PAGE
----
Even though there really is no medical, scientific or physiological connection between "damage to the car" and "damage to the occupant", an injury claim involving little or no damage to the vehicles involved in the crash can be a significant stumbling block to resolving the case before an actual trial. It does make it more difficult for some jurors to render a verdict in favor of the Plaintiff where the pictures of the car don't really show that "someone must have been hurt in the crash". As a result, insurance companies often defend such cases harder, and offer much lower settlements. Thus, Plaintiffs are often forced to go to trial in an attempt to achieve fair compensation where there was little or no damage to the cars.
Significant pre-existing injuries and treatment.
If the Plaintiff has a significant history of a low back problem (for example), with medical treatment, it is harder to establish that the accident actually "caused" the low back injury sustained in the accident. Thus, where there is some doubt as to whether the injuries complained of by the Plaintiff were actually caused by the accident, or were "pre-existing", insurance companies may provide "low ball" offers. This forces such cases to trial more often than cases without pre-existing injuries and treatment. Obviously, if the pre existing injury and/or treatment is unrelated to the injuries sustained in the accident, it will have no impact. It is important to have an injury attorney who is well-versed in medicine so if there is some degree of pre existing, your attorney, in conjunction with your medical providers, can distinguish the "before" from the "after".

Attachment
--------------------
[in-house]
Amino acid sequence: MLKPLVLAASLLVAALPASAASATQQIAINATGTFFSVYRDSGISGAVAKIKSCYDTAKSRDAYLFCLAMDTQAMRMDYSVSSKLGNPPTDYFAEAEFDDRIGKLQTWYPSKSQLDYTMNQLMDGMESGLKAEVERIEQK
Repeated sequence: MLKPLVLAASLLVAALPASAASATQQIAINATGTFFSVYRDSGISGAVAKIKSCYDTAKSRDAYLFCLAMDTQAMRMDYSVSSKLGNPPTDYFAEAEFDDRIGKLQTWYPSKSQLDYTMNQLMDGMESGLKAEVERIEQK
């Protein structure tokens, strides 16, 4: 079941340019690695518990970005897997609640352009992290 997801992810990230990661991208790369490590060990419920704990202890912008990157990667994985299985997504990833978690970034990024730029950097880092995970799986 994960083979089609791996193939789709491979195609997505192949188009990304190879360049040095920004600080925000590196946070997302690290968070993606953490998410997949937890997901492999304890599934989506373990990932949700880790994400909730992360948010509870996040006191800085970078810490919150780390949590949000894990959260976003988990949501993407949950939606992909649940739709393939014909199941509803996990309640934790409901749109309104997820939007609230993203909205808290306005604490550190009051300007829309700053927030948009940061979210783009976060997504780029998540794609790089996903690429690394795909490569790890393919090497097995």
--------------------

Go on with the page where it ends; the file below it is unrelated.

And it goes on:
Where the Plaintiff has been involved in multiple accidents, the issue of "causation" (which accident caused which of the plaintiff's injuries, damages and losses) becomes much more complicated and significant. As a result, this tends to result in lower insurance company settlement offers. Thus, plaintiffs are often forced to take their cases to a trial in an attempt to obtain fair and just compensation.
Delayed onset of medical care or lapses in medical treatment.
These are very big problems. They can ruin a plaintiff's chances for a significant and fair settlement. And as such, cases with these problems tend to go to trial more often than cases where the plaintiff sought medical care immediately and continued to recieve medical care in a consistent manner, in line with the recommendations of their medical providers. It really is common sense. If you did not seek medical care for weeks or months after the initial injury, the insurance company (and even the jury) may find it harder to believe your injury claims. Also, if you have significant periods where you were not seeking medical care it will have the same result -- especially if your medical providers have prescribed treatment.
Failure to Prepare for Trial.
The best way to resolve your case without the necessity of a full trial is to prepare for trial from the start. It really is the personal injury claim equivalent of the old adage "failing to plan is planning to fail". Make sure your attorney is willing to go to trial, if necessary, and will prepare and handle the case from the start with that end goal in mind. And the ironic benefit of doing so, is that your case will most likely settle before an actual trial.
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